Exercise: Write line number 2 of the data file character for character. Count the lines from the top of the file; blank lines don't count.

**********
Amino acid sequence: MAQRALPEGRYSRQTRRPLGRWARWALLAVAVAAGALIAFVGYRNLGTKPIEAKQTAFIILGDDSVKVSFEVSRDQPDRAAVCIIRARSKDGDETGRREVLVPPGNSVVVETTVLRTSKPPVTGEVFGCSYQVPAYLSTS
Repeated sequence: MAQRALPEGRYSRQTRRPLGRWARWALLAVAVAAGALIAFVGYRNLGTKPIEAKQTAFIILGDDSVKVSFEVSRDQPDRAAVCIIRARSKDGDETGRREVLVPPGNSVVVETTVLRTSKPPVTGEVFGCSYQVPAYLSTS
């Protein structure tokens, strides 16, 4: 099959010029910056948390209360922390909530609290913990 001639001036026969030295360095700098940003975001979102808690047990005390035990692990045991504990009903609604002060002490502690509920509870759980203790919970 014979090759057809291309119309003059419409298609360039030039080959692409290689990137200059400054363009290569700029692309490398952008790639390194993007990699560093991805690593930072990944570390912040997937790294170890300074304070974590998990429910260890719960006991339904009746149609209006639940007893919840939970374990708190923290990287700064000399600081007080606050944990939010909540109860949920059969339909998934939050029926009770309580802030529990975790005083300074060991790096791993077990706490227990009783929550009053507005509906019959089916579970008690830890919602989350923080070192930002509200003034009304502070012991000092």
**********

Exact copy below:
Repeated sequence: MAQRALPEGRYSRQTRRPLGRWARWALLAVAVAAGALIAFVGYRNLGTKPIEAKQTAFIILGDDSVKVSFEVSRDQPDRAAVCIIRARSKDGDETGRREVLVPPGNSVVVETTVLRTSKPPVTGEVFGCSYQVPAYLSTS